PubMed® was searched for review articles and full reports of retrospective and prospective studies that were published in English with full text availability from January 1st, 2012 to June 5th, 2019. Due to the lack of a unified definition for AKI prior to the Kidney Disease: Improving Global Outcomes (KDIGO) AKI criteria proposed in 2012,(7)we only investigated studies published over the past 7 years.

A combination of three search terms was used: “intensive care unit”, “acute kidney injury”, and “prediction”. On the basis of a previous review,(18)we adapted these words into Medical Subject Heading (MeSH) terms and keywords in a title and abstract search (Table 1). We manually examined all the included studies. Potentially relevant articles identified by other sources and references of the retrieved literature were also included in the examination.

Table 1 - Search strategy
MeSH term   Title/abstract
Acute kidney injury, renal replacement therapy, renal dialysis, renal insufficiency OR acute kidney injury, renal insufficiency*, acute renal failure, renal replacement therapy, dialysis*, peritoneal dialysis*, hemodialysis*, hemodiafiltration
    AND
Decision support techniques OR predict* model, predict* rule, predict* score, prognosis* model, nomogram*, decision rule, risk model*, risk algorithm*, validation, risk index, risk predict*, clinical model
    AND
Intensive care units, critical illness OR intensive care unit*, critical ill*

Source: adapted from Wilson T, Quan S, Cheema K, Zarnke K, Quinn R, de Koning L, et al. Risk prediction models for acute kidney injury following major noncardiac surgery: systematic review. Nephrol Dial Transplant. 2016;31(2):231-40. (18) MeSH - Medical Subject Headings.

Table 1 - Search strategy

Inclusion criteria

Reviewers first screened all abstracts and titles of the articles that were retrieved by the abovementioned strategy. Articles recognized as relevant were further read in full if they developed a novel prediction model for early AKI diagnosis in the ICU, validated an established model for early AKI diagnosis in the ICU, or appraised the impact of an existing prediction model for early AKI diagnosis in the ICU. A prediction model for early AKI diagnosis was defined as a model using more than one risk factor to estimate the probability of AKI development.

Exclusion criteria

Studies were excluded if they were performed on patients outside the ICU setting; were performed in pediatric patients or infants; did not validate the models formally, internally or externally;(19)focused exclusively on biomarkers and did not contain a clinical prediction model for AKI; lacked formal performance measures (at a minimum, the area under the receiver operating characteristics curve - AUROC/c-statistic should have been reported).

Data extraction

A data extraction form was used in accordance with previous reviews and guidelines.(18-20) Extracted items included study type (e.g., prospective, retrospective, case-control or cohort studies), population (e.g., cardiac, septic, or surgical patients), modeling method (e.g., multivariate logistic regression), AKI definition (e.g., Acute Kidney Injury Network - AKIN - or KDIGO), internal validation method (e.g., random split, cross-validation, or bootstrap), number of patients, type and number of predictors, and model performance (e.g., discrimination, calibration, or decision curve analysis). External validation results were reported when available.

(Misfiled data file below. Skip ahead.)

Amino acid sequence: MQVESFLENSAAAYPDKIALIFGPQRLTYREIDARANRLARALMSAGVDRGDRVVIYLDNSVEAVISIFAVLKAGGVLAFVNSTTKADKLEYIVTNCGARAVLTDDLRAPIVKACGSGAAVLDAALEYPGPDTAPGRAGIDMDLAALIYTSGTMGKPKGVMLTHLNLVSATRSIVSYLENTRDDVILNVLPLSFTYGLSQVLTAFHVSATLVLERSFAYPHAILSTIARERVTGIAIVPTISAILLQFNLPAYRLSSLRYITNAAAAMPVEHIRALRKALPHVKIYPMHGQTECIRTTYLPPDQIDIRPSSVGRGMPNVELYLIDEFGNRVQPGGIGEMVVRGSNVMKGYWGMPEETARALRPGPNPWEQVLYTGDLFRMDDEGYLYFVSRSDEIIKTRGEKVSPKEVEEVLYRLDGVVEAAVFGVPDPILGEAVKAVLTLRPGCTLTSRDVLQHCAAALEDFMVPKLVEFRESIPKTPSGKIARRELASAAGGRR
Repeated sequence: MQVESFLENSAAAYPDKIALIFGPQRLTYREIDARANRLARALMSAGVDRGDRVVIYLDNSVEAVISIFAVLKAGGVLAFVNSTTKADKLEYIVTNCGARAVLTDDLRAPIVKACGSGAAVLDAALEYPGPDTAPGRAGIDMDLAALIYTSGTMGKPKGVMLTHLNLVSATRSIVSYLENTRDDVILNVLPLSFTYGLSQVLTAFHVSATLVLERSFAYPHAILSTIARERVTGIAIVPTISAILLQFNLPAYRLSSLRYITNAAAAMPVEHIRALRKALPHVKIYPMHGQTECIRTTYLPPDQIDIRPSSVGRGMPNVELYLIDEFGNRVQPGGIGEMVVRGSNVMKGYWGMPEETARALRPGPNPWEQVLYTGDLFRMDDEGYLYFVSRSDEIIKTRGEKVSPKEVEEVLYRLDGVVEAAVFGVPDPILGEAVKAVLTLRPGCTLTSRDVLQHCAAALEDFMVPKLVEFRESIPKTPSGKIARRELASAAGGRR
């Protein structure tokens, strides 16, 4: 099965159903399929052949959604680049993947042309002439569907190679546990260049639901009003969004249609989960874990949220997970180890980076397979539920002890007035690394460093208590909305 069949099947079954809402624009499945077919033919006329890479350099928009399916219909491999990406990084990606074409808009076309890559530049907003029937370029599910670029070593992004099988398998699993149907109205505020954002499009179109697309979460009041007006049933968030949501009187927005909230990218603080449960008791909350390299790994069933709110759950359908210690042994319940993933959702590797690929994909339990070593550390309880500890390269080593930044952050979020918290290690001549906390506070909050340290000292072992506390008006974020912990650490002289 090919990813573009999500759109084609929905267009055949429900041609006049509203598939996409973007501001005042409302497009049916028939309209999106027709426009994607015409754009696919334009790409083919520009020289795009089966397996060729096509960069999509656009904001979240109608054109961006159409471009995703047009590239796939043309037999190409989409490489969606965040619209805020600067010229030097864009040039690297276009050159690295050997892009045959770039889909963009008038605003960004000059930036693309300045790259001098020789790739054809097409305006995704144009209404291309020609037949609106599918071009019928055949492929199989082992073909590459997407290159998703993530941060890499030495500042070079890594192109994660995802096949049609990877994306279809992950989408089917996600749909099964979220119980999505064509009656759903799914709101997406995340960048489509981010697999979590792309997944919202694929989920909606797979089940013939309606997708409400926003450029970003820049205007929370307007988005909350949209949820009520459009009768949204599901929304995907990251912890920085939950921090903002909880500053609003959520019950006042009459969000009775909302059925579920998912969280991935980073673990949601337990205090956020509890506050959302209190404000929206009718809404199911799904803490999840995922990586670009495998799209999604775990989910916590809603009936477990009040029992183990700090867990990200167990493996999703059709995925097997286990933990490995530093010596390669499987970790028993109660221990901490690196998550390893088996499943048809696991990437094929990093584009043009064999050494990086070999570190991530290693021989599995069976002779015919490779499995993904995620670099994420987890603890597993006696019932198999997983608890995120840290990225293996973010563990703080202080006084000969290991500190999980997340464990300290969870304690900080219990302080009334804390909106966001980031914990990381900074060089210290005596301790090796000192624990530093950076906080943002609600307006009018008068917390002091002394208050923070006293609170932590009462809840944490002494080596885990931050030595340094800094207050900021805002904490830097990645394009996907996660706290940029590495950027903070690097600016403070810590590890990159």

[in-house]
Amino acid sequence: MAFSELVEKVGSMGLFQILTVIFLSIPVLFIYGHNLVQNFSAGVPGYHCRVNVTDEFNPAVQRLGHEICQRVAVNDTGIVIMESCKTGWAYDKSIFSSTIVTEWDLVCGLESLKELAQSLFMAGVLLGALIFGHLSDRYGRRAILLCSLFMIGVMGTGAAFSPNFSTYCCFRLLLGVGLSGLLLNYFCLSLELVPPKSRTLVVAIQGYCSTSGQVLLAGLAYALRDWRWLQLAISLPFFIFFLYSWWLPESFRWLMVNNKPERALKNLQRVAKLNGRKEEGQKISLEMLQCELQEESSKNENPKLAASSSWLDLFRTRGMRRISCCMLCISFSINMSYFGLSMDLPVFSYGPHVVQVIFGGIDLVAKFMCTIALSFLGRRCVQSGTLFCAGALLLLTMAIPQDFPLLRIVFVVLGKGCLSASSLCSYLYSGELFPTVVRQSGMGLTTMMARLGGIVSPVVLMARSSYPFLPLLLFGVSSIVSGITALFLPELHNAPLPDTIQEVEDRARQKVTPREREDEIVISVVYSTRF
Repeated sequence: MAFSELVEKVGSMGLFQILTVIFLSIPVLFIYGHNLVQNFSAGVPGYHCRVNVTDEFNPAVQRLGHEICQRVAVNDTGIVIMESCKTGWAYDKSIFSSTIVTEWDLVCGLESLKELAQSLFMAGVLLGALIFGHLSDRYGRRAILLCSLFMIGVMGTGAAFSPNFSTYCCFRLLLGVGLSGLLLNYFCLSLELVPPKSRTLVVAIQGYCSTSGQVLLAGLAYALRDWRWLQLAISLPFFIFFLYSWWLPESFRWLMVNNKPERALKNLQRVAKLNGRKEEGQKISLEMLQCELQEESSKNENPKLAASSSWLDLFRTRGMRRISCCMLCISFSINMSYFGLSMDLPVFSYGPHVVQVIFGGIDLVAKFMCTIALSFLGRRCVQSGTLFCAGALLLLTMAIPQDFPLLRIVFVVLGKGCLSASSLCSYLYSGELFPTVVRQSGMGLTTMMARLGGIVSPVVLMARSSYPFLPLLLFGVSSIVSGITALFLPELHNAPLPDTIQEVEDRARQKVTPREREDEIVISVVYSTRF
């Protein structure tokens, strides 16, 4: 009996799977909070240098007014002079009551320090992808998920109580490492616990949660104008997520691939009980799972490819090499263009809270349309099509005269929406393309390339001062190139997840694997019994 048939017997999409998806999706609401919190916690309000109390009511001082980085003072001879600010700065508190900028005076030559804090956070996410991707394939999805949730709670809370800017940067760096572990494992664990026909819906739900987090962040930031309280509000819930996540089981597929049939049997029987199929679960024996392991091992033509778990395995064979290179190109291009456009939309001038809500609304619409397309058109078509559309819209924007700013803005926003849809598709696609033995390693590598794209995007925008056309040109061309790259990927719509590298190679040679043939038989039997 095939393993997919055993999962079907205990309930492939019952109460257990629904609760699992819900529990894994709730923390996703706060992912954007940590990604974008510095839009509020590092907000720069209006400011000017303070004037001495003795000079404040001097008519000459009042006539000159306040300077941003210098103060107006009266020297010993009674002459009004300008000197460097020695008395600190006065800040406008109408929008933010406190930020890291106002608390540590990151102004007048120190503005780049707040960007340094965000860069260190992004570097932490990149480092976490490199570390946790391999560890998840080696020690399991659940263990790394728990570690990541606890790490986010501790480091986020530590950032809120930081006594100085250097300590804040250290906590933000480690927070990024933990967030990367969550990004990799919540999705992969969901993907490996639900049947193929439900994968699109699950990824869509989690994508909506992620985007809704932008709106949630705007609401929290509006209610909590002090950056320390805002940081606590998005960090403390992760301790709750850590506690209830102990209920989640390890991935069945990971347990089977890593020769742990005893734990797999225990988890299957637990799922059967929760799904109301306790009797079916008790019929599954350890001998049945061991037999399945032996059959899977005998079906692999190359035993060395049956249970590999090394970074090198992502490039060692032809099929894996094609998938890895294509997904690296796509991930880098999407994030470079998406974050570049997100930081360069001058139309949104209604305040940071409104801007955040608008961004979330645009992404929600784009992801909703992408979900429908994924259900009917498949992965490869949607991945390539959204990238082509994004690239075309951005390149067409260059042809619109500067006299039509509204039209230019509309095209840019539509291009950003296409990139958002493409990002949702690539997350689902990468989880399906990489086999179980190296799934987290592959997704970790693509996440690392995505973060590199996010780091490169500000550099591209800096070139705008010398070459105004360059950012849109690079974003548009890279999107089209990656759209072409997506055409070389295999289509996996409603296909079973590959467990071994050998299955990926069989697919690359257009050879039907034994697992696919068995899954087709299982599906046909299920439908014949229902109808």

Model performance

The evaluation of model performance concentrated on model discrimination, calibration, and decision curve analysis. Discrimination refers to the ability of a model to discriminate patients with a specific symptom from those without it. One common way to report model discrimination is to visualize the ROC curve and report the AUROC.(21)Calibration refers to the agreement between predicted probabilities and observed outcome proportions in the population.(22) Common methods used to evaluate model calibration include calibration in the large, calibration slope, and the Hosmer-Lemeshow test.(23)A well-calibrated model should have an Hosmer-Lemeshow test p-value larger than 0.05, a calibration slope close to one, and a calibration in the large close to zero. It is also encouraged to plot the observed outcome proportions versus predicted probabilities along with an indication of the calibration slope.(19) Decision curve analysis refers to the quantification of the net benefit of the prediction model across a range of different possible classification thresholds.(24) For a specific threshold, the prediction model with the highest net benefit will be the most clinically useful.

RESULTS

We identified 583 potentially relevant articles, of which 551 were excluded based on screening titles and abstracts. We further read the 32 remaining studies in full, and five were retained for detailed comparison as they satisfied the inclusion criteria (Figure 1). A comparative summary of the clinical prediction models for AKI in the ICU is shown in table 2.

Figure 1 - Preferred Reporting Items for Systematic Reviews and Meta-Analyses (PRISMA) four-phase flow diagram.(40)
Figure 1 - ICU - intensive care unit; AKI - acute kidney injury.

Table 2 - Comparison of clinical prediction models for early acute kidney injury diagnosis in adult intensive care units
Characteristic Characteristic subgroup Malhotra et al.(25) Flechet et al.*(26) Deng et al.(28) Chiofolo et al.(29) Zimmerman et al.(30)
Year of publication   2017 2017 2017 2019 2019